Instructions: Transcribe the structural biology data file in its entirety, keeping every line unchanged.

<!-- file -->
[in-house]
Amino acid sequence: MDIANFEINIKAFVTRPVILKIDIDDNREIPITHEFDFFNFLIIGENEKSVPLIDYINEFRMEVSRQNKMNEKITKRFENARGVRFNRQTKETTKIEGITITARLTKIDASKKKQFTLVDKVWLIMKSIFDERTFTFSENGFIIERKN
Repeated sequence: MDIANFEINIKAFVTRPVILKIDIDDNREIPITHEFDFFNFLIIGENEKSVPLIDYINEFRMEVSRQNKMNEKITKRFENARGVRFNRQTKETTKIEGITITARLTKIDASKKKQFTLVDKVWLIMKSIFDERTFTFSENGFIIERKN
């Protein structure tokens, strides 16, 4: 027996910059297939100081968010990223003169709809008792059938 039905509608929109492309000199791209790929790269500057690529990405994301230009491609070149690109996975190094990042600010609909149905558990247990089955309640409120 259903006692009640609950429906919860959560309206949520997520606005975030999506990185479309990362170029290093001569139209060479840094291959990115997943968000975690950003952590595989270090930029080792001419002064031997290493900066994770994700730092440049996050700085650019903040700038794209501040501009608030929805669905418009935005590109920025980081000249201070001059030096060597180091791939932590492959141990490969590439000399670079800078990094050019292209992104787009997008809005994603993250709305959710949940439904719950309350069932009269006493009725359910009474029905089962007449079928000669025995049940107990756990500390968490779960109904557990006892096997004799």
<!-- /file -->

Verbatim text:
[in-house]
Amino acid sequence: MDIANFEINIKAFVTRPVILKIDIDDNREIPITHEFDFFNFLIIGENEKSVPLIDYINEFRMEVSRQNKMNEKITKRFENARGVRFNRQTKETTKIEGITITARLTKIDASKKKQFTLVDKVWLIMKSIFDERTFTFSENGFIIERKN
Repeated sequence: MDIANFEINIKAFVTRPVILKIDIDDNREIPITHEFDFFNFLIIGENEKSVPLIDYINEFRMEVSRQNKMNEKITKRFENARGVRFNRQTKETTKIEGITITARLTKIDASKKKQFTLVDKVWLIMKSIFDERTFTFSENGFIIERKN
């Protein structure tokens, strides 16, 4: 027996910059297939100081968010990223003169709809008792059938 039905509608929109492309000199791209790929790269500057690529990405994301230009491609070149690109996975190094990042600010609909149905558990247990089955309640409120 259903006692009640609950429906919860959560309206949520997520606005975030999506990185479309990362170029290093001569139209060479840094291959990115997943968000975690950003952590595989270090930029080792001419002064031997290493900066994770994700730092440049996050700085650019903040700038794209501040501009608030929805669905418009935005590109920025980081000249201070001059030096060597180091791939932590492959141990490969590439000399670079800078990094050019292209992104787009997008809005994603993250709305959710949940439904719950309350069932009269006493009725359910009474029905089962007449079928000669025995049940107990756990500390968490779960109904557990006892096997004799």